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From: Colin Coller (
Date: Sun May 14 2000 - 00:31:08 PDT


I'm a computer science major and a sociology major. My area of interest
is how carelessly companies develop and deploy technology which can have
serious social consequences. My interest started back when I was a boy...

I used to be a programmer at a small technology company that developed
software for emergency services companies (police, fire, ambulance).

The company's products and services were developed without system analysis
and design, programming standards, revision control, testing, etc. The
company's nontechnical management said "it would cost too much to do it
right." The company's technical management said "our software is proven."
The company's producrs and services were full of defects, unreliable and
often inaccurate.

The company's customers deployed their products and services without
independent analysis, long term trials, etc. Their products and services
were used to help make decisions that could save or cost lives. In some
cases, their products and services were used exclusively, replacing other
means of making the same decisions.

I quit just after the first major problem with the company's products and
services appeared. A customer noticed that some of the data they were
getting was inaccurate when they tried to confirm it. The company denied
that there was a problem with their products and services. They assumed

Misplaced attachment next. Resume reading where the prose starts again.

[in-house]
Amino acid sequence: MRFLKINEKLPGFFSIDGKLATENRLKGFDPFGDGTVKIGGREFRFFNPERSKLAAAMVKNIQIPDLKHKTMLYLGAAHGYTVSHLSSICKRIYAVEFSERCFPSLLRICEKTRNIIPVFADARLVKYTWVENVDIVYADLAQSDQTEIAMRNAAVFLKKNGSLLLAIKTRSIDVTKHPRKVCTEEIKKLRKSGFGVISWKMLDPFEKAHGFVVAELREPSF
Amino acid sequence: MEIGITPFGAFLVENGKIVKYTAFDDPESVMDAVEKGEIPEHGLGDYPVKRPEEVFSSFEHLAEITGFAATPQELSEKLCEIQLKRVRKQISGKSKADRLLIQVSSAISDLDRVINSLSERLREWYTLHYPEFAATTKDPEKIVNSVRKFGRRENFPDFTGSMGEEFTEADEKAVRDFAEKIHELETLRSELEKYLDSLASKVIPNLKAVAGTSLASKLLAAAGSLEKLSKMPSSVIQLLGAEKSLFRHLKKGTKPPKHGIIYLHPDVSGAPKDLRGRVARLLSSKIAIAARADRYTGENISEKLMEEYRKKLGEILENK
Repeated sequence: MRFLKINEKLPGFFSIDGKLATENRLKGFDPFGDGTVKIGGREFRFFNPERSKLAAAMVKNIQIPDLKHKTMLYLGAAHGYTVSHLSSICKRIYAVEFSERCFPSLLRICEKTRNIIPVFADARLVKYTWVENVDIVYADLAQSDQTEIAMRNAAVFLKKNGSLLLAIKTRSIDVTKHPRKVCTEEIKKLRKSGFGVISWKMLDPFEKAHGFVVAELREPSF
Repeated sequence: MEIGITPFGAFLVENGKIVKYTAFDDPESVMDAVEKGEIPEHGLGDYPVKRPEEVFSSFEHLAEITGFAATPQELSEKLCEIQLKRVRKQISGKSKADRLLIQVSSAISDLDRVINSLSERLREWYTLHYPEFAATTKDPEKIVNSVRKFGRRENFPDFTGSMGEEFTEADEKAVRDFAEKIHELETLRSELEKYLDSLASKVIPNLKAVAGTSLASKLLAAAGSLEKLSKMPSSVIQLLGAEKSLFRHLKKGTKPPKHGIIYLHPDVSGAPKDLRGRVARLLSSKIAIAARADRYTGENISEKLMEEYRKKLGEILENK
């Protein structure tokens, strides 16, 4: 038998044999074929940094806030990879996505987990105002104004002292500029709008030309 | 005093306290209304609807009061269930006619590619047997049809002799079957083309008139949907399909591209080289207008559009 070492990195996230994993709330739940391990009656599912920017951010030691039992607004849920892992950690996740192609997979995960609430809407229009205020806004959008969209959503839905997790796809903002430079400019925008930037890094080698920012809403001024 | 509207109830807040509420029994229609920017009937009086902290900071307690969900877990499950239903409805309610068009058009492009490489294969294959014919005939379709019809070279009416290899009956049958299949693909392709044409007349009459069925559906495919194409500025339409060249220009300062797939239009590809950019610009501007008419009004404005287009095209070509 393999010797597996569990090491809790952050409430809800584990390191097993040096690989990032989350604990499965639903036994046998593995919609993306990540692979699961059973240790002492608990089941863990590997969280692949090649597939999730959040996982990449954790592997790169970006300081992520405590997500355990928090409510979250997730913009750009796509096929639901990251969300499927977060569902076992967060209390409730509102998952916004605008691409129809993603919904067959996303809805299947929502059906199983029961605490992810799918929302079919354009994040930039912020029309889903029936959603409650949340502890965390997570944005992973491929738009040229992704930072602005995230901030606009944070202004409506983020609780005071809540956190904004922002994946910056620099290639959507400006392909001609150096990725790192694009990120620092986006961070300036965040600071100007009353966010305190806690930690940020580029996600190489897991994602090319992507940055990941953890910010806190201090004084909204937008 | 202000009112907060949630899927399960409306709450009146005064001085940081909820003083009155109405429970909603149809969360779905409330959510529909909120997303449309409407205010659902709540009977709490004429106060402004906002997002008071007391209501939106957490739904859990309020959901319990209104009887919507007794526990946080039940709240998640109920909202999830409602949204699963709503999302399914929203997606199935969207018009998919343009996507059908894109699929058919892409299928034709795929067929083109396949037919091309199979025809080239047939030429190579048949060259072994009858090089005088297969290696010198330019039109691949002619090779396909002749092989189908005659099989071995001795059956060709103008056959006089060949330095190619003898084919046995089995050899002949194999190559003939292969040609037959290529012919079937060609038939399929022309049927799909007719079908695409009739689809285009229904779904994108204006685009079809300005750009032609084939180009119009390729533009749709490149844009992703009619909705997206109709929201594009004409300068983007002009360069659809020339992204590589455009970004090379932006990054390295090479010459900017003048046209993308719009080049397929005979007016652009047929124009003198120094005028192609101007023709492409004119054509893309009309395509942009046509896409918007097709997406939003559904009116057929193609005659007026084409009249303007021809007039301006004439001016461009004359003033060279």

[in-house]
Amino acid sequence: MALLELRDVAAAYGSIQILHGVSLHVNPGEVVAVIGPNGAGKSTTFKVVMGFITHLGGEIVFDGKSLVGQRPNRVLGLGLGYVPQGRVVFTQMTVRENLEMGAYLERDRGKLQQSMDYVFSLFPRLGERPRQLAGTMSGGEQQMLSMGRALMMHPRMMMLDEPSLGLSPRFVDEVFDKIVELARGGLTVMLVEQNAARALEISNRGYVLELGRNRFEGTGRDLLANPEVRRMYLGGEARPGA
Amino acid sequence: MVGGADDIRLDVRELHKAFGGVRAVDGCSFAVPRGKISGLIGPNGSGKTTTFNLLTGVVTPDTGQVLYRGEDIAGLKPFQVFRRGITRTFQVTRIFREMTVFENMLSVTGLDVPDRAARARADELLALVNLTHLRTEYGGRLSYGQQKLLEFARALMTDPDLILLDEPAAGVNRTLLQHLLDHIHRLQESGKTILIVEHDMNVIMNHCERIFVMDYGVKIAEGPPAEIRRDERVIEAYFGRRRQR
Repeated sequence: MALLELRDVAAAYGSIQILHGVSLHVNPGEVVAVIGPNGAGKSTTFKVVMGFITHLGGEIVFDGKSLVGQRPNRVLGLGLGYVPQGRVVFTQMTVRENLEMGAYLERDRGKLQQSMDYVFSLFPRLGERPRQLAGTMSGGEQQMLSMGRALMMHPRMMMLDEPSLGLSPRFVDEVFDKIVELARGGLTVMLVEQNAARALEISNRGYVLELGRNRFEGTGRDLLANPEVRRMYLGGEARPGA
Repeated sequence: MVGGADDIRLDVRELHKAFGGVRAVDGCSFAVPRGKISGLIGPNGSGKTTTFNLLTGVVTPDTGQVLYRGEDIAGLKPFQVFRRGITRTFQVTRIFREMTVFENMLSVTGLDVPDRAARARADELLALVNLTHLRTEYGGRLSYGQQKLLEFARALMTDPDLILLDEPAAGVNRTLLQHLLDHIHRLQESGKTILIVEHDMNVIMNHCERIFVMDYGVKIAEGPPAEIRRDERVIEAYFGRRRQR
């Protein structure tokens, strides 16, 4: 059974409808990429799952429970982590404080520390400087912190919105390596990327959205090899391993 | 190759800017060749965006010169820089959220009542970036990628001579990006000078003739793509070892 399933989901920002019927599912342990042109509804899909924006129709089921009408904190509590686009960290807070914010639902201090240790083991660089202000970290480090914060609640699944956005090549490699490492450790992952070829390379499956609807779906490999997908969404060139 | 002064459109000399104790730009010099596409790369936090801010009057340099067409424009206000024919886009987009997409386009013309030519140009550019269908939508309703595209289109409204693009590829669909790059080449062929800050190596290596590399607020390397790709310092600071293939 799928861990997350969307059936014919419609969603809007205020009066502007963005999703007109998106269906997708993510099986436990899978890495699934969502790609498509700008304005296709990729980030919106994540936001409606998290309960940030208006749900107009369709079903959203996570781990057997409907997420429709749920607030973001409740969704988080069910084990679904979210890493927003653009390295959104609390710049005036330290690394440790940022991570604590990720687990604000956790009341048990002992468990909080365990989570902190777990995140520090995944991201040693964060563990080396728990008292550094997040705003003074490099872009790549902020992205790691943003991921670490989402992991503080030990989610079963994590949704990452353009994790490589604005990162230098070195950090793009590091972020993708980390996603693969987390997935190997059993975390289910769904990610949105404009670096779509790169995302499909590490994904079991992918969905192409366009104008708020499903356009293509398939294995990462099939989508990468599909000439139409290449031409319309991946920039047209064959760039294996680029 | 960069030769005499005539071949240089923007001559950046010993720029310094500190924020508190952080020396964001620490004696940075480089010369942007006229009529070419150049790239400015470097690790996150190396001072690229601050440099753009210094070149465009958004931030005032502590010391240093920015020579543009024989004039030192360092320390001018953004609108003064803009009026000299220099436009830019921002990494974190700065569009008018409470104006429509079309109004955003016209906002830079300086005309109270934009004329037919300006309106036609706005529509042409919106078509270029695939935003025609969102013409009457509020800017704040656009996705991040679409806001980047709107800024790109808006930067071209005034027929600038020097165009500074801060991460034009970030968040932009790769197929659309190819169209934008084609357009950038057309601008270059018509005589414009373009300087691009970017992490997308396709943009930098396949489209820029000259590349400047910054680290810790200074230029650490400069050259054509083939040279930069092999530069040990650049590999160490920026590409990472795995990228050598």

that it was a problem with their hardware provider, with the customer's
network, anything but their products and services. It took four days of
arguing with the company's technical management for them to finally agree
that it was their problem and that it had existed for a while.

The problem was that each piece of customer data was being queued before
being processed and that only one piece of data was being unqueued per
second. This wasn't a problem initially, since we weren't processing more
than one piece of data per second, but by this point we were trying to
process over fifty. The queue was getting longer and longer and the data
was becoming less and less accurate. By the time the customer noticed the
problem, five ambulance companies had been using old data to make life or
death decisions for months, including the one that serves the city I live

Now, I can't do anything about this, because I'm under NDA. I can't name
the company, its products or services, what they do, who their customers
are, what problems exist or how often they manifest themselves. All I
can do is research the subject and hope that I don't need an ambulance any
time soon.

So that's what I do.


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